The separation of assets can be one of the trickiest aspects of your divorce. This is especially true of military divorces in which there are many benefits the civilian spouse can access.
If you are divorcing a member of the armed services, the court can potentially award you part of your former spouse’s military retired pay.
Federal law and regulations
Congress passed the Uniformed Services Former Spouse Protection Act in 1982. Under this law, state courts may classify military retired pay as community property if they so choose. As a civilian, you cannot receive more than 50% of a service member’s military retired pay after divorce, but the law does not otherwise specify how the courts should divide this asset.
The role of state courts
A state court may consider military retired pay community property if it has jurisdiction over the military spouse. For instance, if a service member is a legal resident of Maryland or lives in Maryland at the time of divorce, that individual is under the jurisdiction of Maryland courts. Your military member spouse can also choose to consent to the court’s jurisdiction.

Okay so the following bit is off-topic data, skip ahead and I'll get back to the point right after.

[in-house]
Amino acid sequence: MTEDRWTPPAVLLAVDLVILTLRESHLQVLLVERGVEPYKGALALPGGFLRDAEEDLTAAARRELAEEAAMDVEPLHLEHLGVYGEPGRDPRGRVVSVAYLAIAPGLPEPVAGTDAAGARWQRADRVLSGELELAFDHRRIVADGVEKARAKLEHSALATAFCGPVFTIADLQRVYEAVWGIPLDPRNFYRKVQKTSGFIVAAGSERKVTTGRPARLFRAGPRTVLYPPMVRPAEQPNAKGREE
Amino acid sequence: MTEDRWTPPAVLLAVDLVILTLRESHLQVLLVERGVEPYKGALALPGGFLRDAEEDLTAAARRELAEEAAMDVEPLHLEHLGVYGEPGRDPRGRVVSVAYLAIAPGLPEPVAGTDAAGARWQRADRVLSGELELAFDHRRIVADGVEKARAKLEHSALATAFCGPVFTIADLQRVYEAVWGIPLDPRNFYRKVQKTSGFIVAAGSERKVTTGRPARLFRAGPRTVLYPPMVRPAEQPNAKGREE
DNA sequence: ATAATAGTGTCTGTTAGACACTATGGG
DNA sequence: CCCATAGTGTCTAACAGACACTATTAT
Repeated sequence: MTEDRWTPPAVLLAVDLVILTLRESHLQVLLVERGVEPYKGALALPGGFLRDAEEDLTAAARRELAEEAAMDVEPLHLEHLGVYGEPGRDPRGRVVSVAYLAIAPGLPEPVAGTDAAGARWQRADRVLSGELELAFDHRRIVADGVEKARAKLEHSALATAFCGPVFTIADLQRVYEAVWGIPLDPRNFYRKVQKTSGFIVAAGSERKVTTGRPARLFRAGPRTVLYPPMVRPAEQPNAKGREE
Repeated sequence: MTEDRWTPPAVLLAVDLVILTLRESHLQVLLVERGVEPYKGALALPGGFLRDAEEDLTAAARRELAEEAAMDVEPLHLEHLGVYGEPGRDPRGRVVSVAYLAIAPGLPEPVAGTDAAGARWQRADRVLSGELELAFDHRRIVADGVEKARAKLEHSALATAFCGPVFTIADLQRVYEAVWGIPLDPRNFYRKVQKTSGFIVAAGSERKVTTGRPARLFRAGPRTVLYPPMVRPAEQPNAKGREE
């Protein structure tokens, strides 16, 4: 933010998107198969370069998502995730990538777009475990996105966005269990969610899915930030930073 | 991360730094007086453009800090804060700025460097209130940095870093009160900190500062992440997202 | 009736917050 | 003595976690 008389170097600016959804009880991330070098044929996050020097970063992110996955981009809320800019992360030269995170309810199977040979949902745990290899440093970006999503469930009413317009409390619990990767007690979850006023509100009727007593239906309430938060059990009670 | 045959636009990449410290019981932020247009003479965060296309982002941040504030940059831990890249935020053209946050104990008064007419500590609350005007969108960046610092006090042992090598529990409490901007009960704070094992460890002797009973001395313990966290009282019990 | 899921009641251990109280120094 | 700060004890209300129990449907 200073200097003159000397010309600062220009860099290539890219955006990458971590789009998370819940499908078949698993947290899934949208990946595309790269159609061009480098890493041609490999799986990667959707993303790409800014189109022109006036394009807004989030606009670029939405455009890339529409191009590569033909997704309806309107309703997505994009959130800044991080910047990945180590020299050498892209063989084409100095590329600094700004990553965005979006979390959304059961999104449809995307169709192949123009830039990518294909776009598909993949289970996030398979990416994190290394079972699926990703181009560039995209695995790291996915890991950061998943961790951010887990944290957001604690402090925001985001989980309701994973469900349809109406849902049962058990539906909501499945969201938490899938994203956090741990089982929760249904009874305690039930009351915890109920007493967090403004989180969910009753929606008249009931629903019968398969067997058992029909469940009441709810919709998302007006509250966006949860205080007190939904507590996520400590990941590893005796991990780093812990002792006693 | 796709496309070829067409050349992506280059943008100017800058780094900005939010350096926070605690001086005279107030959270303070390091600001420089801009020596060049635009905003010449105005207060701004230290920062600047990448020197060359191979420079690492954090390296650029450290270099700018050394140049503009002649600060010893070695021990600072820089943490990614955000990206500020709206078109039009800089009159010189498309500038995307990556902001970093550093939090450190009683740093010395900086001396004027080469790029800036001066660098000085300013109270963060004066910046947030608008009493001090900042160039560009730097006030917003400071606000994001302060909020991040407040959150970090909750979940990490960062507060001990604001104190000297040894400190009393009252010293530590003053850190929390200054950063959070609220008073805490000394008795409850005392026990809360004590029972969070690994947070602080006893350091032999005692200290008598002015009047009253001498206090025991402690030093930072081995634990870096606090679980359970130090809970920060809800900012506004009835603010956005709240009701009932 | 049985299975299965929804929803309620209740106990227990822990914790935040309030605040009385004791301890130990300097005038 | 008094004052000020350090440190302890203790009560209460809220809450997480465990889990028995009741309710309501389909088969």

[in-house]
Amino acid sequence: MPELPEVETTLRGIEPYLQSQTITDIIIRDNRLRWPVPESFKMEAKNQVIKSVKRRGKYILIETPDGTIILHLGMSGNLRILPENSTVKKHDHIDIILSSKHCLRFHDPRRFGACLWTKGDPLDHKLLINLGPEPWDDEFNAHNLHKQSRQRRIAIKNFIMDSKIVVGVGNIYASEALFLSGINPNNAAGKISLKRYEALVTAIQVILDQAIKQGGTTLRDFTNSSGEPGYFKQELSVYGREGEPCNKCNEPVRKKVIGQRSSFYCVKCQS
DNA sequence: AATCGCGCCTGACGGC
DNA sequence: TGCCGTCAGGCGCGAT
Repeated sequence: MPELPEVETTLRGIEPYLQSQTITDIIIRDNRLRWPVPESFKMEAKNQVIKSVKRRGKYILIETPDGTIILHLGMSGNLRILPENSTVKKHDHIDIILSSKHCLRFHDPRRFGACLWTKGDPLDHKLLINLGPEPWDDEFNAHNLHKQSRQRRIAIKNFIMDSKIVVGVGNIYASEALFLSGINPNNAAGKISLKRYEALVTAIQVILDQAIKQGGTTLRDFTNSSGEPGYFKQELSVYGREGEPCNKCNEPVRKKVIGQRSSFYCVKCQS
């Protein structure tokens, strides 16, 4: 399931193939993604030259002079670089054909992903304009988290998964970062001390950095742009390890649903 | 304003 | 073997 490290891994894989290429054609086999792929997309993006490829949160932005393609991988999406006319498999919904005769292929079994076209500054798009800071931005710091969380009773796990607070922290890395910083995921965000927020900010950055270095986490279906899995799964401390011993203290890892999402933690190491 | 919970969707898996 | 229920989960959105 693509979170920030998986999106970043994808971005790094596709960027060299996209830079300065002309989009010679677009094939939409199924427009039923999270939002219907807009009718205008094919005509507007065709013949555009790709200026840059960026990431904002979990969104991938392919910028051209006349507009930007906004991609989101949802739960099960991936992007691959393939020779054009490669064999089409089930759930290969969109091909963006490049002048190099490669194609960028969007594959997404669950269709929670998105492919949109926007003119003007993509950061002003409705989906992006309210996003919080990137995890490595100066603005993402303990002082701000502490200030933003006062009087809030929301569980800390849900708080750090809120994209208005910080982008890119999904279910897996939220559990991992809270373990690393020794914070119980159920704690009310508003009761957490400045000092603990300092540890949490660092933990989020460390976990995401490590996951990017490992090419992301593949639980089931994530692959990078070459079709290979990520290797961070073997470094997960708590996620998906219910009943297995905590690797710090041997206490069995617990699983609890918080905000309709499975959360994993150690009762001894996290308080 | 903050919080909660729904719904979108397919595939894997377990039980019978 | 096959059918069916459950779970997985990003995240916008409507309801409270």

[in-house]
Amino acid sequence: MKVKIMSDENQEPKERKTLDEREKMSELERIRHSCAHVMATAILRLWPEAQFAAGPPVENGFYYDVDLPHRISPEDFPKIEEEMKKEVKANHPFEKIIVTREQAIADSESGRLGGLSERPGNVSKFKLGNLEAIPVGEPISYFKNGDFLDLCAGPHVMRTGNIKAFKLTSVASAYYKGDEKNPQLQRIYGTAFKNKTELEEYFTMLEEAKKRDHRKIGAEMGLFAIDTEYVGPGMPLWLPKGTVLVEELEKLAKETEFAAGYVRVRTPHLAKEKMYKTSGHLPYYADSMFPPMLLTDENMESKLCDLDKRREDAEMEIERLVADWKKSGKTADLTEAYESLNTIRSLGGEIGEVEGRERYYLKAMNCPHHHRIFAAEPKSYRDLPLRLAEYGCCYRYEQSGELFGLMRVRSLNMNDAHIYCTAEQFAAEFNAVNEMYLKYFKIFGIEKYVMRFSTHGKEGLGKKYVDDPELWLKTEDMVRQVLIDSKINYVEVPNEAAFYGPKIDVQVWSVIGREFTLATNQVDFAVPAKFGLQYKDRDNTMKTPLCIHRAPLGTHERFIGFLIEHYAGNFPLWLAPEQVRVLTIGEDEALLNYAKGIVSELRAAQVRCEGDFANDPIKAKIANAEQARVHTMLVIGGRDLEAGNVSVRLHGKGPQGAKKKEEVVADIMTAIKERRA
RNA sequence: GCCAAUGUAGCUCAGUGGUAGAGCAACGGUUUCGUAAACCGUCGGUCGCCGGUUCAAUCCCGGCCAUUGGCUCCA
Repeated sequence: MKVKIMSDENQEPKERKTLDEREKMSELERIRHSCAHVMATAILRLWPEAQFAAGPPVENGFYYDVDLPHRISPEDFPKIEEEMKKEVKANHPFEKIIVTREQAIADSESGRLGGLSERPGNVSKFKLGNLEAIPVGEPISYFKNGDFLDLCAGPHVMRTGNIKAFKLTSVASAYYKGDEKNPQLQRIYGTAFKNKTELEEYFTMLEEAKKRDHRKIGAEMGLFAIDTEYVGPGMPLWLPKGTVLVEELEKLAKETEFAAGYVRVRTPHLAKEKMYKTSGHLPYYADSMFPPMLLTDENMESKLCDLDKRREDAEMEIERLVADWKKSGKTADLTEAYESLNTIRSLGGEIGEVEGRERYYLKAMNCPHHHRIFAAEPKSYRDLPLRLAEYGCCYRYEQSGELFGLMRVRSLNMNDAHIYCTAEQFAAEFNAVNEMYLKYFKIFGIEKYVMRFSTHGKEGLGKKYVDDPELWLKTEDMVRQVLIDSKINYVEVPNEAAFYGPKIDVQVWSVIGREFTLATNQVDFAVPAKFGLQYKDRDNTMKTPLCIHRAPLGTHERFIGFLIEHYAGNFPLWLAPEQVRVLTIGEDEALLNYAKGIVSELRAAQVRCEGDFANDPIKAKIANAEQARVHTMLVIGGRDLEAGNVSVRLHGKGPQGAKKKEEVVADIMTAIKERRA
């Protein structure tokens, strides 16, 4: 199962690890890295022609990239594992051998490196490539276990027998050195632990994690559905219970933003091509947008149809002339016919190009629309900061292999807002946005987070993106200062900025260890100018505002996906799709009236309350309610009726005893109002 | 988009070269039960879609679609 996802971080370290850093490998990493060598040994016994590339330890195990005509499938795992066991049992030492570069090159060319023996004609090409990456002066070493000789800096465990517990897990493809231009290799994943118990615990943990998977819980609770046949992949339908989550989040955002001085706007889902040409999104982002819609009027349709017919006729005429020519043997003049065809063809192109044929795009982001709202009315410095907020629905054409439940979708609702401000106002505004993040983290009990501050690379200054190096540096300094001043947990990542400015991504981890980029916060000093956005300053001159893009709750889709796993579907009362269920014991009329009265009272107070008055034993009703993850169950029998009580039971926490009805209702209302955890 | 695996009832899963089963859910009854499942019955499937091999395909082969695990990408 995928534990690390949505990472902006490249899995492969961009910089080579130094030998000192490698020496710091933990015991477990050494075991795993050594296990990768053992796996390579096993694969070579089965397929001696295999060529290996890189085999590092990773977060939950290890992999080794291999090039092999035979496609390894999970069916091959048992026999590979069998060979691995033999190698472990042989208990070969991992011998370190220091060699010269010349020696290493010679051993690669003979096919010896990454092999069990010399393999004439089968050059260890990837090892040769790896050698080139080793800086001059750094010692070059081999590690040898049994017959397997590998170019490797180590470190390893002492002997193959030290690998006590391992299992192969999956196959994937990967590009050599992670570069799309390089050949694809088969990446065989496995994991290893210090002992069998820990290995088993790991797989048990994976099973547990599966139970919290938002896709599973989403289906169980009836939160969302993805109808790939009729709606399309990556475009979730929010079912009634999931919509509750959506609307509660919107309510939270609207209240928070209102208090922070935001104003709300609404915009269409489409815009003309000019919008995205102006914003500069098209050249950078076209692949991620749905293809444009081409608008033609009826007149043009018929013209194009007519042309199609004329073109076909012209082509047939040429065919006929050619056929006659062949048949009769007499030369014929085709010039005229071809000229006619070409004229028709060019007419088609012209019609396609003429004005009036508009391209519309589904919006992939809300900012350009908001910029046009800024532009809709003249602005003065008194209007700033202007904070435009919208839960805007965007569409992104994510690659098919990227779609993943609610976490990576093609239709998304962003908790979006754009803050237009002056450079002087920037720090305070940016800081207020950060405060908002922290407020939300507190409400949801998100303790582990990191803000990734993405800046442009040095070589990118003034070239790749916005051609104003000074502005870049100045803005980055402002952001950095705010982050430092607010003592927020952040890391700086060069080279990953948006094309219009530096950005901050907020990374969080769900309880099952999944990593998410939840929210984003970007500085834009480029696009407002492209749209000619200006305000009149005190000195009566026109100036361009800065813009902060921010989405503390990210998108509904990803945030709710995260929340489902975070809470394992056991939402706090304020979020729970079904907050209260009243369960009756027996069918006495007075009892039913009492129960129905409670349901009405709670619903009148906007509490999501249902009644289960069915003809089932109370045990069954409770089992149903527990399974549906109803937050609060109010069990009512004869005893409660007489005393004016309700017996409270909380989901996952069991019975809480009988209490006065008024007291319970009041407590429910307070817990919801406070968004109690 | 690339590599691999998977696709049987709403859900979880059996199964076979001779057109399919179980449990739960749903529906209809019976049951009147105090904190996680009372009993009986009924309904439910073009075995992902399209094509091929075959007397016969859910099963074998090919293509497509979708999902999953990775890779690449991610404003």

Distribution of assets
If the court awards you part of your former spouse’s military retired pay, you could receive direct payment from the Department of Defense if the marriage lasted for over a decade and your service member spouse served at least 10 creditable years.
When undergoing a military divorce, you should understand how the law and courts view entitlements, including military retired pay, to ensure the fair division of your shared property.